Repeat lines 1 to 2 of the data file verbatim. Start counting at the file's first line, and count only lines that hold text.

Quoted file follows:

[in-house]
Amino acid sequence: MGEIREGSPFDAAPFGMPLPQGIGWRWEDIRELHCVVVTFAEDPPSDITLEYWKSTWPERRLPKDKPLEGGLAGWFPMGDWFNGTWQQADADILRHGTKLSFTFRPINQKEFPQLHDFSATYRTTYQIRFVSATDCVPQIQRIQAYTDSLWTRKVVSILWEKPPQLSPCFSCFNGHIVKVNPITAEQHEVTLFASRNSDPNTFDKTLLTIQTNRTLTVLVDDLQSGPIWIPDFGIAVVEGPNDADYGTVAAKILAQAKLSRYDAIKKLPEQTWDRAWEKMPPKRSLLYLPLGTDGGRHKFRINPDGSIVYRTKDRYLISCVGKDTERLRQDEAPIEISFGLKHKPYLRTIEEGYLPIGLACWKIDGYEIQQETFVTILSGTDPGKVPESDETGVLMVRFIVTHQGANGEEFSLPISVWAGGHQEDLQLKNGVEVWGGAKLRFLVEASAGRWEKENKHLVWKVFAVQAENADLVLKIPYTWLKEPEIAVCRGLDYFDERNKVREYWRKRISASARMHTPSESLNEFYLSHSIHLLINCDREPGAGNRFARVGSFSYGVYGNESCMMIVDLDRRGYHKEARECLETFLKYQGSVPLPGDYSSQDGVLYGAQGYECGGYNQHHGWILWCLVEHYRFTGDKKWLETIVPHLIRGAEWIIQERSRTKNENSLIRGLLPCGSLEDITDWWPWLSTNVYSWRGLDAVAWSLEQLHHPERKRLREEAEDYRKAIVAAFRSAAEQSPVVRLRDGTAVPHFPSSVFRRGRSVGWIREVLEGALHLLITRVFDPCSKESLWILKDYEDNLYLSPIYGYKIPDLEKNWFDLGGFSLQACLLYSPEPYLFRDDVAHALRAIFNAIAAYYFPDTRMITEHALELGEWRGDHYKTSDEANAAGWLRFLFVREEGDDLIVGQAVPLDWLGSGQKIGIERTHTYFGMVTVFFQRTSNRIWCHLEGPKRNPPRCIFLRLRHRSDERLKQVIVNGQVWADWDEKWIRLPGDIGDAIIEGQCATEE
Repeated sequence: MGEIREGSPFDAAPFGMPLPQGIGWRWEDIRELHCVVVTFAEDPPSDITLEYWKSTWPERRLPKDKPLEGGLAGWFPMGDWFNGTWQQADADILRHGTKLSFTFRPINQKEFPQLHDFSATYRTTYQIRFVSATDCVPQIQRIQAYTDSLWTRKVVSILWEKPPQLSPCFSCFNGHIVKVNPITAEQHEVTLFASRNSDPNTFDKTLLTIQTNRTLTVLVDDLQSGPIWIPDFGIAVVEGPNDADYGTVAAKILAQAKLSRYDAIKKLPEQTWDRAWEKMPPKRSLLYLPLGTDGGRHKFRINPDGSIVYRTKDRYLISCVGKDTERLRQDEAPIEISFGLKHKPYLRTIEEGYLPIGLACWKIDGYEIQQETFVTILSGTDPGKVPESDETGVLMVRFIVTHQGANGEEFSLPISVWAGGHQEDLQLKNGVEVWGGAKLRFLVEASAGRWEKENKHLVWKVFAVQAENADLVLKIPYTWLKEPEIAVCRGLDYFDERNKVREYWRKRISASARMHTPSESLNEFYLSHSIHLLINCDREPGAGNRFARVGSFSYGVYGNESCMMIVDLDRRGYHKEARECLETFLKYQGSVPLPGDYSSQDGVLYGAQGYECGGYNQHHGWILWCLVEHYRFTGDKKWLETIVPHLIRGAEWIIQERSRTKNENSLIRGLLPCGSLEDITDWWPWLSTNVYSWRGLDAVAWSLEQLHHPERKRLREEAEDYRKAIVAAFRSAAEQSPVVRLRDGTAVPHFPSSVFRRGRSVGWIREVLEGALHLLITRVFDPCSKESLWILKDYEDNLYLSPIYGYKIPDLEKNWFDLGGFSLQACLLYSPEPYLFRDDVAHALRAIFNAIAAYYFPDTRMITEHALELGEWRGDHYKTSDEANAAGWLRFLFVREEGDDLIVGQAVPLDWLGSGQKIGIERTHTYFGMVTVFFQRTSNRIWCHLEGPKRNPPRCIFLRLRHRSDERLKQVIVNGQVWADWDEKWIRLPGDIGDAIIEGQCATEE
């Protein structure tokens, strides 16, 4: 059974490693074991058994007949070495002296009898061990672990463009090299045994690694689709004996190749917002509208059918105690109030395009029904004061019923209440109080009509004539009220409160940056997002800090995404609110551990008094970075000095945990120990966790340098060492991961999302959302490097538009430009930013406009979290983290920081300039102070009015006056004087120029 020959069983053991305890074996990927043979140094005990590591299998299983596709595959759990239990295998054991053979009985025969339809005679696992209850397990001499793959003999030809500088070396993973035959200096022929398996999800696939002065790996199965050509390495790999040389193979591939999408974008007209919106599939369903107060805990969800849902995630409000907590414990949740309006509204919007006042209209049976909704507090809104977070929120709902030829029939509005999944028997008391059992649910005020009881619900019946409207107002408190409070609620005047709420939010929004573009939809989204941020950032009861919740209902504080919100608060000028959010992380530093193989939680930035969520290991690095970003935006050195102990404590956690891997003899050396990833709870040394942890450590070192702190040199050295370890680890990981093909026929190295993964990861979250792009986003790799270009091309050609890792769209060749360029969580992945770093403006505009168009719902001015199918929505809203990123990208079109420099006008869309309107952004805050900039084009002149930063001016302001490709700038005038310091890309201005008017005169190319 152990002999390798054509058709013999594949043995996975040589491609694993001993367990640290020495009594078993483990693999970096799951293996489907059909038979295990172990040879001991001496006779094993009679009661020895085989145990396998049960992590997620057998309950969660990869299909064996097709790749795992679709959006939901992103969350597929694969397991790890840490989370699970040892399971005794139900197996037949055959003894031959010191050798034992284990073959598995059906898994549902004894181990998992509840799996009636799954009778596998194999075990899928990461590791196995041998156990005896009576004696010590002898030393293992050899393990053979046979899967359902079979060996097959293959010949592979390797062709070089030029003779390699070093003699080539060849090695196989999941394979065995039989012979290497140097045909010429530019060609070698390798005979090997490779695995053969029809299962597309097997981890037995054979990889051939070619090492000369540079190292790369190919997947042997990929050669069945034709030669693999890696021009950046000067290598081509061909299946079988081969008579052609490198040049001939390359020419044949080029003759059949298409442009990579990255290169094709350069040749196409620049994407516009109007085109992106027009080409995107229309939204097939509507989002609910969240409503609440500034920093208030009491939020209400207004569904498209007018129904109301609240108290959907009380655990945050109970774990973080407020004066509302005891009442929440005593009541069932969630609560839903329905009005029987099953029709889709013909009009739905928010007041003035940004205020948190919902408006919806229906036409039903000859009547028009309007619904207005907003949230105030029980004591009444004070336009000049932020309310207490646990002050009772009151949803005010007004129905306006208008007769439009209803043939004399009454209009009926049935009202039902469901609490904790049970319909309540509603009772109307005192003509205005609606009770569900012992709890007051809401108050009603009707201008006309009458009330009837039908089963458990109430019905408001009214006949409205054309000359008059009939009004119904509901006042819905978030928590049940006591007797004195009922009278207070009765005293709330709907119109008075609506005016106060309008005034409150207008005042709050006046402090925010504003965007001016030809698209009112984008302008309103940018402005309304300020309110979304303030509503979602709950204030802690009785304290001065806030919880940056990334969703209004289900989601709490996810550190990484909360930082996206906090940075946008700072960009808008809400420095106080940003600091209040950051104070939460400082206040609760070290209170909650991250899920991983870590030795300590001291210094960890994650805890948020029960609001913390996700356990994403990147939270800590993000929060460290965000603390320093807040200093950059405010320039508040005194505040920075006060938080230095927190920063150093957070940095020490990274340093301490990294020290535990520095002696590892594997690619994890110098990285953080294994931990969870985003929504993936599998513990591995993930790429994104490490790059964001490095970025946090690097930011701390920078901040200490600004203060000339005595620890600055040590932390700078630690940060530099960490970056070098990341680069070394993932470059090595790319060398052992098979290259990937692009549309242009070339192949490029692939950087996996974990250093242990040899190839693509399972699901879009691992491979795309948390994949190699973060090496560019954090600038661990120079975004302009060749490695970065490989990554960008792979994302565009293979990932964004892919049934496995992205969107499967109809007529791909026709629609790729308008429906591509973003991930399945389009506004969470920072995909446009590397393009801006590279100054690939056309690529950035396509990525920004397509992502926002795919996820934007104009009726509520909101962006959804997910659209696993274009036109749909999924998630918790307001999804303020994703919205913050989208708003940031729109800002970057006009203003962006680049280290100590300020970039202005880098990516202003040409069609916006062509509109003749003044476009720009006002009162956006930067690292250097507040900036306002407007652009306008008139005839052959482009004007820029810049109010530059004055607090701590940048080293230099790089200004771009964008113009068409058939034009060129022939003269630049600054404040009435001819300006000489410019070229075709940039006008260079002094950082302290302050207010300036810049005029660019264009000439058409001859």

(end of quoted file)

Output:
[in-house]
Amino acid sequence: MGEIREGSPFDAAPFGMPLPQGIGWRWEDIRELHCVVVTFAEDPPSDITLEYWKSTWPERRLPKDKPLEGGLAGWFPMGDWFNGTWQQADADILRHGTKLSFTFRPINQKEFPQLHDFSATYRTTYQIRFVSATDCVPQIQRIQAYTDSLWTRKVVSILWEKPPQLSPCFSCFNGHIVKVNPITAEQHEVTLFASRNSDPNTFDKTLLTIQTNRTLTVLVDDLQSGPIWIPDFGIAVVEGPNDADYGTVAAKILAQAKLSRYDAIKKLPEQTWDRAWEKMPPKRSLLYLPLGTDGGRHKFRINPDGSIVYRTKDRYLISCVGKDTERLRQDEAPIEISFGLKHKPYLRTIEEGYLPIGLACWKIDGYEIQQETFVTILSGTDPGKVPESDETGVLMVRFIVTHQGANGEEFSLPISVWAGGHQEDLQLKNGVEVWGGAKLRFLVEASAGRWEKENKHLVWKVFAVQAENADLVLKIPYTWLKEPEIAVCRGLDYFDERNKVREYWRKRISASARMHTPSESLNEFYLSHSIHLLINCDREPGAGNRFARVGSFSYGVYGNESCMMIVDLDRRGYHKEARECLETFLKYQGSVPLPGDYSSQDGVLYGAQGYECGGYNQHHGWILWCLVEHYRFTGDKKWLETIVPHLIRGAEWIIQERSRTKNENSLIRGLLPCGSLEDITDWWPWLSTNVYSWRGLDAVAWSLEQLHHPERKRLREEAEDYRKAIVAAFRSAAEQSPVVRLRDGTAVPHFPSSVFRRGRSVGWIREVLEGALHLLITRVFDPCSKESLWILKDYEDNLYLSPIYGYKIPDLEKNWFDLGGFSLQACLLYSPEPYLFRDDVAHALRAIFNAIAAYYFPDTRMITEHALELGEWRGDHYKTSDEANAAGWLRFLFVREEGDDLIVGQAVPLDWLGSGQKIGIERTHTYFGMVTVFFQRTSNRIWCHLEGPKRNPPRCIFLRLRHRSDERLKQVIVNGQVWADWDEKWIRLPGDIGDAIIEGQCATEE